You’d think Theseus would be tired after all of his gallivanting, but oh no, before cup of tea time he’d also wiped the floor with a massive wild boar and a nasty fella called Procrustes – a nasty chap who enjoyed cutting people’s legs off.


What about this Minotaur then?


Ok, so at this time Athens was under the rule of a rival city-state called Crete. The problem was that Crete was afflicted by a terrifying Minotaur that lived in a maze, or "labyrinth", in the catacombs under the city. On occasion, the Minotaur got a little bit peckish, so, rather than have his own people munched upon, King Minos asked 14 Athenians very nicely if they’d like to be sacrificed to the Minotaur. And ‘by asked very nicely’

I mean kidnapped them at sword point. As you can imagine, the Athenians were none too happy about this, but what could they do? Fortunately for them, Theseus decided to volunteer as one of the 14 sacrifices to go and sort out the Minotaur once and for all.


Before Theseus left, his kind-of dad King Aegean (it’s a long story) said to him, “the ship that will take you to Crete, by tradition, departs with black sails as a sign of mourning recognition of lives that would be sacrificed. But I ask you to return home safely. I will hoist to these white sails and with that my heart will be immediately appeased when I spot your ship on the horizon”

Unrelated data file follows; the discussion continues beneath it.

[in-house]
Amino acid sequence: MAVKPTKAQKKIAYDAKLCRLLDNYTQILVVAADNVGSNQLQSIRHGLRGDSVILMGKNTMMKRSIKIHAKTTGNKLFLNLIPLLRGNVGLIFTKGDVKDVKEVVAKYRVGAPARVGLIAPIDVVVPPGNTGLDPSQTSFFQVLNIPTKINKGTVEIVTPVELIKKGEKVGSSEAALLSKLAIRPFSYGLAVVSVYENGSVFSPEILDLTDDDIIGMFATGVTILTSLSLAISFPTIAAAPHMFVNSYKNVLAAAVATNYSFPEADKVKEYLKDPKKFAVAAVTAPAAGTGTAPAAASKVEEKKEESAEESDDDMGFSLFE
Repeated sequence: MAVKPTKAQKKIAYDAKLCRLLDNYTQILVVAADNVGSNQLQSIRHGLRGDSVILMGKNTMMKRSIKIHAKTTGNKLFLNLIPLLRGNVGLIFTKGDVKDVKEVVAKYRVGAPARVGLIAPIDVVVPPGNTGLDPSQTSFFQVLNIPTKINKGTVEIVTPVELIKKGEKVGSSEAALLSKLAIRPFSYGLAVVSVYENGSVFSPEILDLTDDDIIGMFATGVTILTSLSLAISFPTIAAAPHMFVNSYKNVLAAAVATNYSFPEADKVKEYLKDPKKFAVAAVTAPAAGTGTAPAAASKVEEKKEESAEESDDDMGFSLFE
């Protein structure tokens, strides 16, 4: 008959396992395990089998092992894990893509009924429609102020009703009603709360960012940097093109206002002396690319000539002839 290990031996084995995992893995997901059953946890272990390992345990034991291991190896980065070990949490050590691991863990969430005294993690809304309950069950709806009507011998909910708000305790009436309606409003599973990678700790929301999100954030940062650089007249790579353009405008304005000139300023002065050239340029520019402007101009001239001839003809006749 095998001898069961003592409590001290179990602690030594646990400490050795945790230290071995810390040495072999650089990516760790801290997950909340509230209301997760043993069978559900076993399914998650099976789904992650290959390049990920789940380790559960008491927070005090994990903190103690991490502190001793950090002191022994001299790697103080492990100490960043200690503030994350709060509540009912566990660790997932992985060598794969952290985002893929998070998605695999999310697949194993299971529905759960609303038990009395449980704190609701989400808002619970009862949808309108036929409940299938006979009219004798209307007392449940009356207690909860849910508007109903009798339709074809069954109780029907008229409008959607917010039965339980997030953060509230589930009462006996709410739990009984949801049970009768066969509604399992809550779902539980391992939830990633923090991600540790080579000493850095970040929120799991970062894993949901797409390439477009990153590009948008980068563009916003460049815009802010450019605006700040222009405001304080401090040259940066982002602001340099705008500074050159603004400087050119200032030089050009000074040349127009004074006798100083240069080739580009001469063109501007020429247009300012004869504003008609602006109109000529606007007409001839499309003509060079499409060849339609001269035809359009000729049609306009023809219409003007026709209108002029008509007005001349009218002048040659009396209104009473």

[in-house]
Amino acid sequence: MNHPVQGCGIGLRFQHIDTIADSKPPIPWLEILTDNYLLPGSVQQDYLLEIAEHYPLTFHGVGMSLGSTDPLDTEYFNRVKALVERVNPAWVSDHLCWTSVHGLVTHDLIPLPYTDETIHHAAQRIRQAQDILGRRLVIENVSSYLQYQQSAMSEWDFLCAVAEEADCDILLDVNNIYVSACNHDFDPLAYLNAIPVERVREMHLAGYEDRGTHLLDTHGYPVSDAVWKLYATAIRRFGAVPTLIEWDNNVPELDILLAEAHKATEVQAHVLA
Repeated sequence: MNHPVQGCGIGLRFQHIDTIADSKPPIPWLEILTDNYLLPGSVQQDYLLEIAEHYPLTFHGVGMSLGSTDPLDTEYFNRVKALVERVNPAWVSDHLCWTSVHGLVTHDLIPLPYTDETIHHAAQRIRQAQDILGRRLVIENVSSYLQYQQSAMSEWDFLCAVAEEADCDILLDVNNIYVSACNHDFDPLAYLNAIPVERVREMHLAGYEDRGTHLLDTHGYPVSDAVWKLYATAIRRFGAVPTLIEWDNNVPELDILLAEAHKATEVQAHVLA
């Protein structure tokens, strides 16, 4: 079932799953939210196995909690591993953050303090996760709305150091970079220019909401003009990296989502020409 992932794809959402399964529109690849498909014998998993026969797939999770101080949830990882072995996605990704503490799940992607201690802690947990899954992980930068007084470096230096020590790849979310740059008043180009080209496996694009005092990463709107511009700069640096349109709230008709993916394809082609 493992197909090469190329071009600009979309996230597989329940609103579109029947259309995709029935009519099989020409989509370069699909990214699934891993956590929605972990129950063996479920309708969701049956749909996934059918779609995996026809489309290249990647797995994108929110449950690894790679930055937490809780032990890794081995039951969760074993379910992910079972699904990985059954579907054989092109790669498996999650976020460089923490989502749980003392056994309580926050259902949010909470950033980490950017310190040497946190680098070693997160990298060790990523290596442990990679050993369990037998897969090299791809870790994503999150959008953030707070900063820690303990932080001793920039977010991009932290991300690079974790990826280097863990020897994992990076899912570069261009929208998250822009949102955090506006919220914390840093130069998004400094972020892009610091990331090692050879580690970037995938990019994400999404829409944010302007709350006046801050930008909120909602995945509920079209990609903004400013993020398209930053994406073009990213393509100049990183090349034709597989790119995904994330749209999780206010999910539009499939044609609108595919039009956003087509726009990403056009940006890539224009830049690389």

And did he?

Hold your horses buddy, no spoilers! Theseus goes to meet King Minos and it is here that his dashing good looks come in handy as, who should he meet, but Minos’s daughter, Princess Ariadne.


Ariadne immediately fell in love with Theseus because, erm, reasons and gave him a magical yarn of wool. Which, let’s face it, is about as disappointing as receiving a brick for your birthday. Thing is, this yarn proved handy. As Theseus crept through the Minotaur’s labyrinth he let the ball of wool unwind, leaving a path he could later follow to make his daring escape.